Lawsuit filed over Wisconsin law banning 'illegal' Irish butter

Suit filed in Ozaukee County court

A state law that makes it illegal to sell a popular Irish butter in Wisconsin is unconstitutional and deprives consumers of their rights, according to a lawsuit filed Thursday in Ozaukee County court.

The public advocacy group Wisconsin Institute for Law and Liberty brought the suit against the state on behalf of five clients, four of them consumers and one a Grafton food store.

"Wisconsin’s current protectionist law requires butter that is bought and sold to be labeled by the government. This archaic labeling regime prevents very popular butter such as Kerrygold from being enjoyed by Wisconsin residents," the group said in a news release.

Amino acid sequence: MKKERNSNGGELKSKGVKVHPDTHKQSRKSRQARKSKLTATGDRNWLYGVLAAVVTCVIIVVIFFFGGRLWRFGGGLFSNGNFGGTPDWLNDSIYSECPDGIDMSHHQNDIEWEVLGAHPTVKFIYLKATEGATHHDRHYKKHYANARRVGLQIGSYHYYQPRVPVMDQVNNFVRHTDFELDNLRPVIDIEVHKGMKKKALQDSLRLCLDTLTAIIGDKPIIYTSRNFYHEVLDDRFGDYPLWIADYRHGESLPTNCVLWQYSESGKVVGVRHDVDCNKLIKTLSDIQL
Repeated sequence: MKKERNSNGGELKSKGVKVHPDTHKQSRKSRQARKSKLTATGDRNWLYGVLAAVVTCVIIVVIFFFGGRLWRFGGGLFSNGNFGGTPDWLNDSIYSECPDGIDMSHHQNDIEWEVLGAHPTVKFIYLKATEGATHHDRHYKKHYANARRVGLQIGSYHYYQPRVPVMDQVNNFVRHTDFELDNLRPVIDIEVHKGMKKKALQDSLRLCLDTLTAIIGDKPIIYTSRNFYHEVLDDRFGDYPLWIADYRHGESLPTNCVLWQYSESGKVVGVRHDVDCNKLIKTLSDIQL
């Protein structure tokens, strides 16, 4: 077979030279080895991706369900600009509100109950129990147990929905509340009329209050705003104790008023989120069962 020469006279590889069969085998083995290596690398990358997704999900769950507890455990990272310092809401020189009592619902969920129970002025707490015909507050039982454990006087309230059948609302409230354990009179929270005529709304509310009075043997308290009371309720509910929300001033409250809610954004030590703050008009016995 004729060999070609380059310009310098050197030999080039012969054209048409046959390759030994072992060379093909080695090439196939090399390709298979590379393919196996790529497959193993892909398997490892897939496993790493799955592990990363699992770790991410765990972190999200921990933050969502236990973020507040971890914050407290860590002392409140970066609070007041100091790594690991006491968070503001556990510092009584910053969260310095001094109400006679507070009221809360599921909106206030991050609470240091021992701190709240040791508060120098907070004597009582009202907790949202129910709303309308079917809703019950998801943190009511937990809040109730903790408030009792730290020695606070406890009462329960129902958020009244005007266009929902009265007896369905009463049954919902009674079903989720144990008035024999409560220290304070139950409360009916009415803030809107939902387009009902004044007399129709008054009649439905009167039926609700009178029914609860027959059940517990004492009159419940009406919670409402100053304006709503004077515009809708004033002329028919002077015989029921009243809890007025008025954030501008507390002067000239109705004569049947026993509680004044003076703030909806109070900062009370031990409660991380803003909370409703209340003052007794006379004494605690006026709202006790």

A state law with roots in the 1953 margarine scare requires all butter sold in Wisconsin to be tested and graded by state-approved experts.

As a butter made and packaged in Ireland, Kerrygold is not inspected in the United States, making it illegal to sell under the state law.

Consumers started voicing their displeasure on social media in late 2015 when Kerrygold began vanishing from Wisconsin grocery stores.

That is when state inspectors began warning stores and distributors about the law.

That enforcement action followed a complaint that Kerrygold was being sold by some retailers in violation of the law.

The Wisconsin butter grading law is enforced by the state Department of Agriculture, Trade and Consumer Protection. A spokesperson for the agency would not comment on pending litigation.

The distributor of Kerrygold butter in the United States, Ornua Foods North America, also declined to comment on the lawsuit.

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